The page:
At first glance, the couple is edgy but cute: Lily Bloom runs a flower shop for people who hate flowers; Ryle Kincaid is a surgeon who says he never wants to get married or have kids. They meet on a rooftop in Boston on the night Ryle loses a patient and Lily attends her abusive father’s funeral. The provocative opening takes a dark turn when Lily receives a warning about Ryle’s intentions from his sister, who becomes Lily’s employee and close friend. Lily swears she’ll never end up in another abusive home, but when Ryle starts to show all the same warning signs that her mother ignored, Lily learns just how hard it is to say goodbye. When Ryle is not in the throes of a jealous rage, his redeeming qualities return, and Lily can justify his behavior: “I think we needed what happened on the stairwell to happen so that I would know his past and we’d be able to work on it together,” she tells herself. Lily marries Ryle hoping the good will outweigh the bad, and the mother-daughter dynamics evolve beautifully as Lily reflects on her childhood with fresh eyes. Diary entries fancifully addressed to TV host Ellen DeGeneres serve as flashbacks to Lily’s teenage years, when she met her first love, Atlas Corrigan, a homeless boy she found squatting in a neighbor’s house. When Atlas turns up in Boston, now a successful chef, he begs Lily to leave Ryle. Despite the better option right in front of her, an unexpected complication forces Lily to cut ties with Atlas, confront Ryle, and try to end the cycle of abuse before it’s too late. The relationships are portrayed with compassion and honesty, and the author’s note at the end that explains Hoover’s personal connection to the subject matter is a must-read.

Packed with riveting drama and painful truths, this book powerfully illustrates the devastation of abuse—and the strength of the survivors.

Pub Date: Aug. 2, 2016

ISBN: 978-1-5011-1036-8

Page Count: 320

Publisher: Atria

Review Posted Online: May 31, 2016

Kirkus Reviews Issue: June 15, 2016

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Finding positivity in negative pregnancy-test results, this depiction of a marriage in crisis is nearly perfect.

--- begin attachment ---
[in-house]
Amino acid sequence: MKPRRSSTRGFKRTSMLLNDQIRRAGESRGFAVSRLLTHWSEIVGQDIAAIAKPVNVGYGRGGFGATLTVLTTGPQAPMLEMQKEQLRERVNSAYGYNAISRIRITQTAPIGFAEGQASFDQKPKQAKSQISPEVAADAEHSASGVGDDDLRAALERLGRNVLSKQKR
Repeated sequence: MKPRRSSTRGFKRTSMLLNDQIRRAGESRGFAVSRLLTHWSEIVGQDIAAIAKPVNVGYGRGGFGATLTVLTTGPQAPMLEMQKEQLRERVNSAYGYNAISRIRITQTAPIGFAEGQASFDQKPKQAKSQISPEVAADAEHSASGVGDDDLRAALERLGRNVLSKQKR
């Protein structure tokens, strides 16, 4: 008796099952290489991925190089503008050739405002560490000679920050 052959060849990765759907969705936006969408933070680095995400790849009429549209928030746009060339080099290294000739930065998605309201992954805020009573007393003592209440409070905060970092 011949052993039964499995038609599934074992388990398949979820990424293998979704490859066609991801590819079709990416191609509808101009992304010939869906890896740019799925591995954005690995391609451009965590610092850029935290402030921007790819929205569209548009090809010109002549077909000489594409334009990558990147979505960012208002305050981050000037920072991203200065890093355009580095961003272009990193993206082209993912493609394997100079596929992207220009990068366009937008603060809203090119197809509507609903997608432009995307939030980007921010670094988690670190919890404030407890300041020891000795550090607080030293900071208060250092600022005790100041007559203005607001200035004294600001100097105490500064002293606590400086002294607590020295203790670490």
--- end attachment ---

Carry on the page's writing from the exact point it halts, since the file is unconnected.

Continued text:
ALL YOUR PERFECTS

Named for an imperfectly worded fortune cookie, Hoover's (It Ends with Us, 2016, etc.) latest compares a woman’s relationship with her husband before and after she finds out she’s infertile.

Quinn meets her future husband, Graham, in front of her soon-to-be-ex-fiance’s apartment, where Graham is about to confront him for having an affair with his girlfriend. A few years later, they are happily married but struggling to conceive. The “then and now” format—with alternating chapters moving back and forth in time—allows a hopeful romance to blossom within a dark but relatable dilemma. Back then, Quinn’s bad breakup leads her to the love of her life. In the now, she’s exhausted a laundry list of fertility options, from IVF treatments to adoption, and the silver lining is harder to find. Quinn’s bad relationship with her wealthy mother also prevents her from asking for more money to throw at the problem. But just when Quinn’s narrative starts to sound like she’s writing a long Facebook rant about her struggles, she reveals the larger issue: Ever since she and Graham have been trying to have a baby, intimacy has become a chore, and she doesn’t know how to tell him. Instead, she hopes the contents of a mystery box she’s kept since their wedding day will help her decide their fate. With a few well-timed silences, Hoover turns the fairly common problem of infertility into the more universal problem of poor communication. Graham and Quinn may or may not become parents, but if they don’t talk about their feelings, they won’t remain a couple, either.

Finding positivity in negative pregnancy-test results, this depiction of a marriage in crisis is nearly perfect.

Pub Date: July 17, 2018

ISBN: 978-1-5011-7159-8

Page Count: 320

Publisher: Atria

Review Posted Online: May 1, 2018

Kirkus Reviews Issue: May 15, 2018